What the V Model Can Teach Agilists


What the V Model Can Teach Agilists


hand in V sign

Last month, a client and I were sitting in a nondescript conference room in downtown New York.

My client was relatively new to software development, and I was explaining that, in traditional software development life cycles (SDLCs), it is absolutely critical to get requirements right. Why? Because if requirement errors and omissions are not caught until very late in the process, they can cost a lot of money and rework down the road.

To illustrate my point, I showed him a typical V Model illustration (focusing on requirements elements):

V model illustration

The V Model is certainly not new to the world of software development. It can be viewed as a simple evolution of a typical waterfall model that has the testing and verification phases bent up to form the shape of the letter V. When this is done, there is a correspondence between the phases on the left (that elaborate the product) and the phases on the right (that validate those earlier phases).

The conversation ended with my client saying, “All of this is good for you to know, but if you’re working in an agile environment, you won’t have to worry about it.” But, on the long train ride back to Washington, it occurred to me that this isn’t exactly the case.

Indeed, the V Model has a few things to show us agilists.

It Highlights the Importance of Testing

The most obvious characteristic of the V Model is that it strongly favors testing and validation of all the work done earlier in the project. Yes, all the work, whether you are talking about unit tests validating a module’s code or project acceptance validating that the project delivered the business requirements.

But what is our real day-to-day consideration of (non-unit) testing? At most, it will usually be a quick “let’s run it by a couple (actual) users.” More often, we have testers (or even just the product owner) poking around at it and making sure it works. And that makes sense, because our next iteration is coming out in two weeks anyway, so we can effectively just have our users test the product in production. Right?

No! Not right! Remember that we are not just tasked with delivering software frequently, but also with “deliver[ing] working software frequently.” Too often, we can take an expedient view of getting the product out the door, and this can have a massive impact on our customers’ impressions of the product and indeed on our businesses.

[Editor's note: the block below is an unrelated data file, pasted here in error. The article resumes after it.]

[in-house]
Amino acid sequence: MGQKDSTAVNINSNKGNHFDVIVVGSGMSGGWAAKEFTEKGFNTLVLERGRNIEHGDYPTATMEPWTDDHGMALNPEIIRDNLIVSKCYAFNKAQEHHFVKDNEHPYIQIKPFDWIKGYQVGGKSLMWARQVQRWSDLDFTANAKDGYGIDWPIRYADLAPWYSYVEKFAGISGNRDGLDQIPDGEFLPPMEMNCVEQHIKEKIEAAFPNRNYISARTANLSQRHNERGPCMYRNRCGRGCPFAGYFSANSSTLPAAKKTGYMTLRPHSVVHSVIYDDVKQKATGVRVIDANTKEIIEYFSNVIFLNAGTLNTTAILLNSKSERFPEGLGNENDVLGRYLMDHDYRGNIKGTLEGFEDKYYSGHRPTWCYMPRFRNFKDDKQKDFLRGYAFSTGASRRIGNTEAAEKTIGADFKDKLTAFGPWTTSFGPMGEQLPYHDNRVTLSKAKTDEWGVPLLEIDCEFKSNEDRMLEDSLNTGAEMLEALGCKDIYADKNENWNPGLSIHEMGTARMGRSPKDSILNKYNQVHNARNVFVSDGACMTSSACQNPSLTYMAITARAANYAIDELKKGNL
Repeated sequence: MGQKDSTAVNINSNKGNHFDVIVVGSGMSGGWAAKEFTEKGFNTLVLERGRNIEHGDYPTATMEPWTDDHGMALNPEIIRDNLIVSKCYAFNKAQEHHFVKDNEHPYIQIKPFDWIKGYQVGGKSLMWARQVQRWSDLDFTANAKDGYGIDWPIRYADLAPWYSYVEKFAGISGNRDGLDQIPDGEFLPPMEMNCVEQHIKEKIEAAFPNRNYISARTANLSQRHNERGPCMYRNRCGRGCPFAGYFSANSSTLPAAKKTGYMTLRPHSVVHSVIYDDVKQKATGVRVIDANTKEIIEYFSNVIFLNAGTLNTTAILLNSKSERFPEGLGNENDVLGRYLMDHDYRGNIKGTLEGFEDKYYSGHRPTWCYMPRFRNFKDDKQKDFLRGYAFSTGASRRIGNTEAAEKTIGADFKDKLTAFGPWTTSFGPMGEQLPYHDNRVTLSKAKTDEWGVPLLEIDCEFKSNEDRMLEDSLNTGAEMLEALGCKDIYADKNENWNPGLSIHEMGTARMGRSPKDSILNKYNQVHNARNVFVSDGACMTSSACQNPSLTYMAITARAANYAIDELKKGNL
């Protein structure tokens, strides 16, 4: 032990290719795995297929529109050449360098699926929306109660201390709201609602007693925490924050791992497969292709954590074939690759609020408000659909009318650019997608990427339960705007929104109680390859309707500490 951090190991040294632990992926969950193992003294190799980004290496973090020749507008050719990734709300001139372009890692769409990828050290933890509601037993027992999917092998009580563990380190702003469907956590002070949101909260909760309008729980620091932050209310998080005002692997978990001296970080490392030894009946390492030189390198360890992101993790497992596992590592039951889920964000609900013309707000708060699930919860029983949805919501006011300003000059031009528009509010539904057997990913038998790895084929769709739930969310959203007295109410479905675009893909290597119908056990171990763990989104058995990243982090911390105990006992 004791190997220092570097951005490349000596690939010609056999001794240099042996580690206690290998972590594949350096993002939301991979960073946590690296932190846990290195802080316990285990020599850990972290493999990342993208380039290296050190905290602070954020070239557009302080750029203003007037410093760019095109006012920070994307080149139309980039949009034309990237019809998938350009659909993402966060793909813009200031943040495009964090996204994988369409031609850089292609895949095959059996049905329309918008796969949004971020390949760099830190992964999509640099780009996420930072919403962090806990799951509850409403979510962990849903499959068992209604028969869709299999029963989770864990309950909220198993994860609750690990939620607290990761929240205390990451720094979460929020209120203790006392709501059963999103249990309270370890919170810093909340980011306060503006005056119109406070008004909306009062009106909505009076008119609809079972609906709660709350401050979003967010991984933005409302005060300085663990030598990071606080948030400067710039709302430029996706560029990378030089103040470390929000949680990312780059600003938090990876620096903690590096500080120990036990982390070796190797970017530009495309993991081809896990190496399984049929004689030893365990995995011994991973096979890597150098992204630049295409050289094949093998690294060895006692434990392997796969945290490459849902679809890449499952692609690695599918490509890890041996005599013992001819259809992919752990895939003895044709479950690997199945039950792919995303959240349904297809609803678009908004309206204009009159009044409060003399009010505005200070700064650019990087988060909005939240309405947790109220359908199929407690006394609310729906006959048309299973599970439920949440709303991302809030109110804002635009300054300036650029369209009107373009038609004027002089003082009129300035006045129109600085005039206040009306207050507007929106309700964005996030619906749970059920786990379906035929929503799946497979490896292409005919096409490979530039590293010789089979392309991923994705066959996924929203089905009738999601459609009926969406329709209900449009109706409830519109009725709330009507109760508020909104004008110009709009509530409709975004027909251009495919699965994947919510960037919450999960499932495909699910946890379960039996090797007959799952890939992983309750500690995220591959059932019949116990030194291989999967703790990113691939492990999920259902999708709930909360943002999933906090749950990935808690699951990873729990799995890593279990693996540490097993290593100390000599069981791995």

It Encourages Us to Question Test Coverage

Here’s the deal: There are two different definitions of “working,” and we need to hit them both.

What do we usually consider it to mean? First, that it’s bug-free, or at least has a low defect count. I’m certainly not going to challenge our traditional concept of quality, but this definition is less important that the second criterion, namely:

Does the product do what the customers want it to do?

Most of our agile teams don’t have any process in place to verify that the next release will pass this test. And that’s why we are frequently surprised when a particular version isn’t well received. We met our definition of done and acceptance criteria, after all.

Make no mistake: rapid iteration is not a solution to mediocre quality.

It Shows Us Why We Do Agile

Have I talked enough about quality? Good! Let’s shift gears to focus on the V Model as the most effective marketing tool for agile development ever created.

The next time a customer or CTO asks you why they should switch to agile methods, pull out a copy of the trusty V Model, and you can’t go wrong. Simply follow this three-step process:

  1. Point out the lateral distance between “business requirements” and “project acceptance.” Tell them that represents time. Not project time, but real-world time in which their customers’ needs are changing and their competitors are working to beat them.
  2. Mention that, unfortunately, the project’s scope will be frozen during this period, unless they want write a new statement of work (SOW).
  3. Point out the distance between “functional requirements” and “user acceptance testing.” Tell them this represents the time gap between their providing requirements and their seeing the first version of the system. Business-technology collaboration isn’t written into waterfall processes during this time (although, it does kind of show up for non-agile iterative methods).

As you can see, the V Model has a lot to teach us – or at least to remind us. Good product development practices can often be found in the last place we’d expect to find them, and it’s worth taking a fresh look from time to time.

How about you? Do you see any other leverage points for the V Model in agile? Let me know in the comments below.



 

Don Hussey is managing director of NorwalkAberdeen. 

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